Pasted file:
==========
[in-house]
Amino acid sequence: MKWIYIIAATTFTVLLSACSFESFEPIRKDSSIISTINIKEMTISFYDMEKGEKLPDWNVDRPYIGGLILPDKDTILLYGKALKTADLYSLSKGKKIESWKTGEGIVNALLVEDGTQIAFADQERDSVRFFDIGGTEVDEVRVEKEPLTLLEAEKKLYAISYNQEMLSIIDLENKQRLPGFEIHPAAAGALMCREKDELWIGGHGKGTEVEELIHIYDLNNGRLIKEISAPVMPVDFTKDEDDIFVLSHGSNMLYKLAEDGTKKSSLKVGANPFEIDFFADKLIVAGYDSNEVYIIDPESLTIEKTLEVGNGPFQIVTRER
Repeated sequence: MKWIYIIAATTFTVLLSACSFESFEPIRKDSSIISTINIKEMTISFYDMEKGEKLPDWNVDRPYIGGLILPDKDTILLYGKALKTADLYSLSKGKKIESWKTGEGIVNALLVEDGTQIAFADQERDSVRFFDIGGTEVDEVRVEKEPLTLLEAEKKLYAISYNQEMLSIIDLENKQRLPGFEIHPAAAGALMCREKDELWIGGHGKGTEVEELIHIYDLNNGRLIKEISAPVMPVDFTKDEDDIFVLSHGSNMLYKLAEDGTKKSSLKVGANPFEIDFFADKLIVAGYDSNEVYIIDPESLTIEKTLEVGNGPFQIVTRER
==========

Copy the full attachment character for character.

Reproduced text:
[in-house]
Amino acid sequence: MKWIYIIAATTFTVLLSACSFESFEPIRKDSSIISTINIKEMTISFYDMEKGEKLPDWNVDRPYIGGLILPDKDTILLYGKALKTADLYSLSKGKKIESWKTGEGIVNALLVEDGTQIAFADQERDSVRFFDIGGTEVDEVRVEKEPLTLLEAEKKLYAISYNQEMLSIIDLENKQRLPGFEIHPAAAGALMCREKDELWIGGHGKGTEVEELIHIYDLNNGRLIKEISAPVMPVDFTKDEDDIFVLSHGSNMLYKLAEDGTKKSSLKVGANPFEIDFFADKLIVAGYDSNEVYIIDPESLTIEKTLEVGNGPFQIVTRER
Repeated sequence: MKWIYIIAATTFTVLLSACSFESFEPIRKDSSIISTINIKEMTISFYDMEKGEKLPDWNVDRPYIGGLILPDKDTILLYGKALKTADLYSLSKGKKIESWKTGEGIVNALLVEDGTQIAFADQERDSVRFFDIGGTEVDEVRVEKEPLTLLEAEKKLYAISYNQEMLSIIDLENKQRLPGFEIHPAAAGALMCREKDELWIGGHGKGTEVEELIHIYDLNNGRLIKEISAPVMPVDFTKDEDDIFVLSHGSNMLYKLAEDGTKKSSLKVGANPFEIDFFADKLIVAGYDSNEVYIIDPESLTIEKTLEVGNGPFQIVTRER